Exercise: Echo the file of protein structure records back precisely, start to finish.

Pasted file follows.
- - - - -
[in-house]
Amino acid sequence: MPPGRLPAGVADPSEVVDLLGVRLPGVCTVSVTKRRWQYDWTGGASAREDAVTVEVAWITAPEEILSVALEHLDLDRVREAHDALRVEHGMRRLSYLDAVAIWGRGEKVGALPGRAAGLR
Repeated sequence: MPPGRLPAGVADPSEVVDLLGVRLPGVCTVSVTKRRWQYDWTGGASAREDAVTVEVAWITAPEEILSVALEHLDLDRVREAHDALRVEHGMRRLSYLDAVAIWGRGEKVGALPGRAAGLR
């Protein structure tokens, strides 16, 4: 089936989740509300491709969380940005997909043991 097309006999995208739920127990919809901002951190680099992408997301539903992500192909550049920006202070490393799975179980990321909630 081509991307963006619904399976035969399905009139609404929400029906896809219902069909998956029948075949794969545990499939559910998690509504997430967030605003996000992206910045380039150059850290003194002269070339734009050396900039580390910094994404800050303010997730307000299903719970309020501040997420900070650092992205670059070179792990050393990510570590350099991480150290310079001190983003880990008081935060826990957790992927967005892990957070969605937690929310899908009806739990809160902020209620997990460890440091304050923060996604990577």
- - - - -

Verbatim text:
[in-house]
Amino acid sequence: MPPGRLPAGVADPSEVVDLLGVRLPGVCTVSVTKRRWQYDWTGGASAREDAVTVEVAWITAPEEILSVALEHLDLDRVREAHDALRVEHGMRRLSYLDAVAIWGRGEKVGALPGRAAGLR
Repeated sequence: MPPGRLPAGVADPSEVVDLLGVRLPGVCTVSVTKRRWQYDWTGGASAREDAVTVEVAWITAPEEILSVALEHLDLDRVREAHDALRVEHGMRRLSYLDAVAIWGRGEKVGALPGRAAGLR
């Protein structure tokens, strides 16, 4: 089936989740509300491709969380940005997909043991 097309006999995208739920127990919809901002951190680099992408997301539903992500192909550049920006202070490393799975179980990321909630 081509991307963006619904399976035969399905009139609404929400029906896809219902069909998956029948075949794969545990499939559910998690509504997430967030605003996000992206910045380039150059850290003194002269070339734009050396900039580390910094994404800050303010997730307000299903719970309020501040997420900070650092992205670059070179792990050393990510570590350099991480150290310079001190983003880990008081935060826990957790992927967005892990957070969605937690929310899908009806739990809160902020209620997990460890440091304050923060996604990577």